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  • Writer's pictureRon Budd

21st Century Visual Supports: Supports Literacy Amongst ELLs

Updated: Sep 28, 2023

I wholeheartedly endorse the following assertions: "For English Language Learners (ELLs), the process of acquiring English reading skills transcends mere translation from their native language. While a dictionary can be a valuable tool, it alone is insufficient." I believe that virtually every teacher would concur. The challenge with relying solely on translations and dictionaries lies in their inability to provide ELLs with the necessary contextualization for words. Without proper contextualization, understanding the true meaning becomes a daunting task. ELLs, with the guidance of their teachers, can effectively transition into English language proficiency by building bridges between their existing contextual knowledge and new textual materials. One approach I employ to facilitate this transition is by implementing visual aids.

I place significant emphasis on the inclusion of visual representations alongside our lessons. Visual aids are indispensable for helping students establish meaningful contextual links. My objective is to move beyond mere translation and guide my students towards producing nuanced rephrasings that facilitate effective second language communication. In this digital age, I am fortunate to have access to a plethora of visual resources via the internet.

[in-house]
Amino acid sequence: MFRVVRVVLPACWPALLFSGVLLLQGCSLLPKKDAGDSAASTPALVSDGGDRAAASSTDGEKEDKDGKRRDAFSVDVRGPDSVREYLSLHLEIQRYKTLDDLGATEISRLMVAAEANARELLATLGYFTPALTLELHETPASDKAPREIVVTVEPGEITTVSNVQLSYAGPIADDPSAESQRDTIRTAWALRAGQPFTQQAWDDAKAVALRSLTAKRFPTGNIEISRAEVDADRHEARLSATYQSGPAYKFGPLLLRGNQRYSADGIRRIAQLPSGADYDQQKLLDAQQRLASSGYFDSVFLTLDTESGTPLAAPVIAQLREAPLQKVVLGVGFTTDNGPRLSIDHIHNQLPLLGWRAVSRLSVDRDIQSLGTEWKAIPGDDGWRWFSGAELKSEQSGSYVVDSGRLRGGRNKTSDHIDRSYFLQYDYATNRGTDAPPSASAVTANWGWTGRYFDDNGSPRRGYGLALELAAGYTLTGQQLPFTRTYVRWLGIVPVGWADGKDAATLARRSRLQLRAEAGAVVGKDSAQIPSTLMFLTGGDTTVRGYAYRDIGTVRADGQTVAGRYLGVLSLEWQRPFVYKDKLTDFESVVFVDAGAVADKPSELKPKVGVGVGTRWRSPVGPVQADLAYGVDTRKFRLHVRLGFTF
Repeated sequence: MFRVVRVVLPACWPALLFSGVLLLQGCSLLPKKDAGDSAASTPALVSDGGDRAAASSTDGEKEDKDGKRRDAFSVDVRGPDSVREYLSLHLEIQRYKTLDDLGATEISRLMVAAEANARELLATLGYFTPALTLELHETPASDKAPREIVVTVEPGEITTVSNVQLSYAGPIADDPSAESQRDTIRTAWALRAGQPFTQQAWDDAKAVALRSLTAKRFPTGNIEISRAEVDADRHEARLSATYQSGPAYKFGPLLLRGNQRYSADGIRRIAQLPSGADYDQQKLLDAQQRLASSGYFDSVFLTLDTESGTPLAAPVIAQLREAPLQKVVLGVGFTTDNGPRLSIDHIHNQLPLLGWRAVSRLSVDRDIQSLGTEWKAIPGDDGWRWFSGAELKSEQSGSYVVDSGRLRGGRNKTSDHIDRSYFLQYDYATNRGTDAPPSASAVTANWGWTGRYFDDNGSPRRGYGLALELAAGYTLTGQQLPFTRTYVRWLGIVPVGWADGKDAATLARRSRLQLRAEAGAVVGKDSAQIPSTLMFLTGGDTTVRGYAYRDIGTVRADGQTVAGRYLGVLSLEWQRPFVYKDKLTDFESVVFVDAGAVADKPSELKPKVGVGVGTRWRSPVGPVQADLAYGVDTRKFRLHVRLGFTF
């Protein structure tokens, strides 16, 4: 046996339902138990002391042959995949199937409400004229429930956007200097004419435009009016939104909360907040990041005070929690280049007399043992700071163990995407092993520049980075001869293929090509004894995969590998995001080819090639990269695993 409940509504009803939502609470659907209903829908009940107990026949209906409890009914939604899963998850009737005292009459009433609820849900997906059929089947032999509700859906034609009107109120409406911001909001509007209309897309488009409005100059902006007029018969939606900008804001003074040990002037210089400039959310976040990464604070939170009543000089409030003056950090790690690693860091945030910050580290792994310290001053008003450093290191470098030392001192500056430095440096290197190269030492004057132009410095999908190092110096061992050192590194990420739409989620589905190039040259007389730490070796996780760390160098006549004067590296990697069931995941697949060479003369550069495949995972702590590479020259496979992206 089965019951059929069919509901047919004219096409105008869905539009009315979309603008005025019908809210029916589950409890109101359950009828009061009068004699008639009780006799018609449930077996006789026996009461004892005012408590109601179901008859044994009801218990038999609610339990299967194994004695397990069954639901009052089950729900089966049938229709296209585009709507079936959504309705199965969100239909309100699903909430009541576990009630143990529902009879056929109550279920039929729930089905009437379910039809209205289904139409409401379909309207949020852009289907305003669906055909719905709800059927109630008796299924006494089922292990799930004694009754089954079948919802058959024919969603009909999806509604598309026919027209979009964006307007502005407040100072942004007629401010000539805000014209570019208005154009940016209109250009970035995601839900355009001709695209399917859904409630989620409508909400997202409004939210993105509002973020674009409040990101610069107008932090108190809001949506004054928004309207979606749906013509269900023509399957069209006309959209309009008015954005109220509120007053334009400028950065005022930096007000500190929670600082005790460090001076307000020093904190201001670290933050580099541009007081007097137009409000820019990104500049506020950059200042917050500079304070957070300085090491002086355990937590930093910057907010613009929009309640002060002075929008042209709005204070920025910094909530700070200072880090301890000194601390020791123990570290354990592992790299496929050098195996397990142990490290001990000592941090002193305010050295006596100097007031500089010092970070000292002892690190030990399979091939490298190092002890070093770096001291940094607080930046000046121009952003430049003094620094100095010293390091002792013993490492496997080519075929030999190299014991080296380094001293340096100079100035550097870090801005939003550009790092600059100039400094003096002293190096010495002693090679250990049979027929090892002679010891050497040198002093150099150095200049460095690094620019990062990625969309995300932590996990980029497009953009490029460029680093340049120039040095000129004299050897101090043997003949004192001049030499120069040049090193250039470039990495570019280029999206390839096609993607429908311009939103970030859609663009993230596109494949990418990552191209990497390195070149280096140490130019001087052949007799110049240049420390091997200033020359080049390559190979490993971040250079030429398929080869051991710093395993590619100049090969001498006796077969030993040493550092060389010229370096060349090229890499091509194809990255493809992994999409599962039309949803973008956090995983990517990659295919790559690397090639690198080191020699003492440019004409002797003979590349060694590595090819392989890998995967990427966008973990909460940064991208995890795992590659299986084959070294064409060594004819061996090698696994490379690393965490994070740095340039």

When I present ELLs with images or videos related to our subject matter, it instantaneously contextualizes the topic. This contextualization empowers ELLs to draw upon their prior knowledge and experiences as they embark on the learning journey. The inherent capacity of visuals, such as pictures and videos, to convey information tacitly makes them invaluable teaching tools. Whenever feasible, I endeavor to provide my students with an abundance of visual aids, as I believe it to be one of the simplest and most effective scaffolding techniques.

It's worth noting that a variety of scaffolding tools are at our disposal. Specific visual scaffolding tools encompass graphic organizers, videos, pictures, and charts.

Looking ahead, my goal is clear: to ensure that my visual tools remain current, relevant, and aligned with the evolving cognitive landscape of my target student population. Many educators tend to rely on the same traditional teaching aids over time. Regrettably, these tools can lose their relevance as the educational landscape changes. An outdated or irrelevant visual support loses its capacity for effective instruction. More importantly, if the accompanying imagery is outdated or incomprehensible, it hinders students from utilizing visual aids to enhance their understanding of concurrent textual or oral communication. This failure of visual aids to support learning can obstruct students' progress towards achieving higher English language proficiency and a holistic understanding of the language.

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